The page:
We can learn lots from how our parents treat each other I think....good and bad.

Glamazon said...

Thanks everyone for the comments! This was an interesting post to write. I have enjoyed reading everyone's stories about their own parents, and how that has affected their lives.

Shelle-I thought it was funny-when I got married I had to learn how TO fight. My parents never argued, and if I can't hold my own in an argument, things don't go so well with us.

xoxo

Glamazon

Shelle-BlokThoughts said...

Glamazon-HA! That is so true. I found that out also. If I couldn't hold my own the it didn't bode well for either of us.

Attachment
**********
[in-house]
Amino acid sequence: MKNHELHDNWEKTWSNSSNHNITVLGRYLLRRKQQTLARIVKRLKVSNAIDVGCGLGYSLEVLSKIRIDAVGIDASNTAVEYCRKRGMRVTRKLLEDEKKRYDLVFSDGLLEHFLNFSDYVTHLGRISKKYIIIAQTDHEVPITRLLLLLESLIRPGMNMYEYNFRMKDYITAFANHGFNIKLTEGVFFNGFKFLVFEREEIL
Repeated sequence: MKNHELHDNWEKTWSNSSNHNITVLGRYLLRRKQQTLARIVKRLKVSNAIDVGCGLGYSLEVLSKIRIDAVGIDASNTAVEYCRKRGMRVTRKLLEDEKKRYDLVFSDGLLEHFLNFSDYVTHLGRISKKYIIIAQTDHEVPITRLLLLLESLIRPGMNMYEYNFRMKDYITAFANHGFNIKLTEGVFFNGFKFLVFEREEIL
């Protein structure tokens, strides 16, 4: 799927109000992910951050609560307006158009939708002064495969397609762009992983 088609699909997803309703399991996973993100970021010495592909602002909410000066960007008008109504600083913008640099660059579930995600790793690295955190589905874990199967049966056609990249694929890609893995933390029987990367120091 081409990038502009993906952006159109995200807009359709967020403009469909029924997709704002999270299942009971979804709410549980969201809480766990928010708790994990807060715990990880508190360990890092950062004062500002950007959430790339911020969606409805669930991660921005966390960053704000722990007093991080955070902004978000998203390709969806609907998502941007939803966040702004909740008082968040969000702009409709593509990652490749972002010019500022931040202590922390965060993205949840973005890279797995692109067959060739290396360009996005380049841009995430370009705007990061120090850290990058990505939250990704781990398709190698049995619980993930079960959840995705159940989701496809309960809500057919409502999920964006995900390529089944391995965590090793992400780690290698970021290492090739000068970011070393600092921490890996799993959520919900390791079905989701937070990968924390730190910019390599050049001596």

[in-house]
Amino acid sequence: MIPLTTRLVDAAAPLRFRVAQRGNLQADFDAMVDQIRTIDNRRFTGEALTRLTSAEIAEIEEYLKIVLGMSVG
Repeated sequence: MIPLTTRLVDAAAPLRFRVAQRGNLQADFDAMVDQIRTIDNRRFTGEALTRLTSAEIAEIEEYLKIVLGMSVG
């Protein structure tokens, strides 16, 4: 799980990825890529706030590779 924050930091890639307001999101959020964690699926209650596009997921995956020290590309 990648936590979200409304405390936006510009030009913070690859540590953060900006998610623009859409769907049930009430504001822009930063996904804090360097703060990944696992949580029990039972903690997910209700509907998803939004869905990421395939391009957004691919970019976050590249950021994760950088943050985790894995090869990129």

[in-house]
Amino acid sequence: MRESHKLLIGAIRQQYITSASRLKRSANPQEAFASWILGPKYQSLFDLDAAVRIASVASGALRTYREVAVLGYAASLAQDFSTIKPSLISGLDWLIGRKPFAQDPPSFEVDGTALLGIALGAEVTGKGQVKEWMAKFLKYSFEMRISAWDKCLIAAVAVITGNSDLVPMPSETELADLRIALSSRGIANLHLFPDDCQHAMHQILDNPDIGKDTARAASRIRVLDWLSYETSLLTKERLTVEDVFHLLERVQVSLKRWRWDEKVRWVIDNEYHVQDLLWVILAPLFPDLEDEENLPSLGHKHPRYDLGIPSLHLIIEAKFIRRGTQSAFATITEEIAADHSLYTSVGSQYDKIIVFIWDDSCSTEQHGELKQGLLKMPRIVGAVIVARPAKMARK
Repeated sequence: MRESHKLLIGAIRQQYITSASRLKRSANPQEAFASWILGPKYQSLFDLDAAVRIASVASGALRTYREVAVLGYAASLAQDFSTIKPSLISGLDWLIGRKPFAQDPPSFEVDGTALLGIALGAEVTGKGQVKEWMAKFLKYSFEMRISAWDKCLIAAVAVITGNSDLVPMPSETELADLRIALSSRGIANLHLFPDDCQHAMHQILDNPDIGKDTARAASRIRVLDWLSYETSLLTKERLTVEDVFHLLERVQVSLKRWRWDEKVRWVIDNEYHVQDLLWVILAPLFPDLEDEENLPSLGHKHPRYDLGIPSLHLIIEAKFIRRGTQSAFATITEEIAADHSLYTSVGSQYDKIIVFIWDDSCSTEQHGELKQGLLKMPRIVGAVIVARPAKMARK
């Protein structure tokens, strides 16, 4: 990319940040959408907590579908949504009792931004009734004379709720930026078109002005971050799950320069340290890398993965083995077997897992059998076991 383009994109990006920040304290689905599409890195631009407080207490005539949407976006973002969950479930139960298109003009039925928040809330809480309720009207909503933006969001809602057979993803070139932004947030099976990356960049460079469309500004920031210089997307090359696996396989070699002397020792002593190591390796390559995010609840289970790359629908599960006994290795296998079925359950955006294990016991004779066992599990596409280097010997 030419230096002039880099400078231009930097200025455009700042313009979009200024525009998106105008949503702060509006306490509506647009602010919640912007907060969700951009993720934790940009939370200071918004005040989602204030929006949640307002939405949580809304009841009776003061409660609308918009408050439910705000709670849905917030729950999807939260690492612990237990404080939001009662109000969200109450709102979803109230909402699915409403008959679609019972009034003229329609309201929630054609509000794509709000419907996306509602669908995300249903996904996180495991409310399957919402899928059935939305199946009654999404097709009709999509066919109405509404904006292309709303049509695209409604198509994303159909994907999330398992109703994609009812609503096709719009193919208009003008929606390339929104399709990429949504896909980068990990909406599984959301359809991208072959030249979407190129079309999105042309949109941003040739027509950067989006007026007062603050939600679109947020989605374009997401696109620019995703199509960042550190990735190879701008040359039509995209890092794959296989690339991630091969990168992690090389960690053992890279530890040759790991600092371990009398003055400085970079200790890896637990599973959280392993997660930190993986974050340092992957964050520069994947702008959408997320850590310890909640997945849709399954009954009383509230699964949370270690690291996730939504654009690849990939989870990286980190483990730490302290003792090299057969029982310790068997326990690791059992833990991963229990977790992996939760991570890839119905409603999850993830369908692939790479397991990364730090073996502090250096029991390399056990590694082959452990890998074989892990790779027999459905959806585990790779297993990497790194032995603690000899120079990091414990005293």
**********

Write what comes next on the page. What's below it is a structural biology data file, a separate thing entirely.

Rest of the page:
I can argue like nobody's business... but I had to find a way to argue effectively... so the argument was finished the first time we dealt with it.

That is what is funny... is you have to re-learn how to argue with each relationship you have.

Lourie said...

My parents marriage has baffled me for many years. It still does. But I guess it boils down to, you spend a lifetime with someone warts and all and you can't imagine life without them. As my marriage, we like each other...most of the time. He drives me crazy good and bad. We are a lot alike and we make each other laugh. It's a good blend. But indeed we must work at it. Marriage is a work in progress. Great post, Glam!

Garden of Egan said...

Very cute post.
Ya, mine was going to always be fireworks and rockets too.
32 years later............it is most of the time, except when he really ticks me off.

mintifresh said...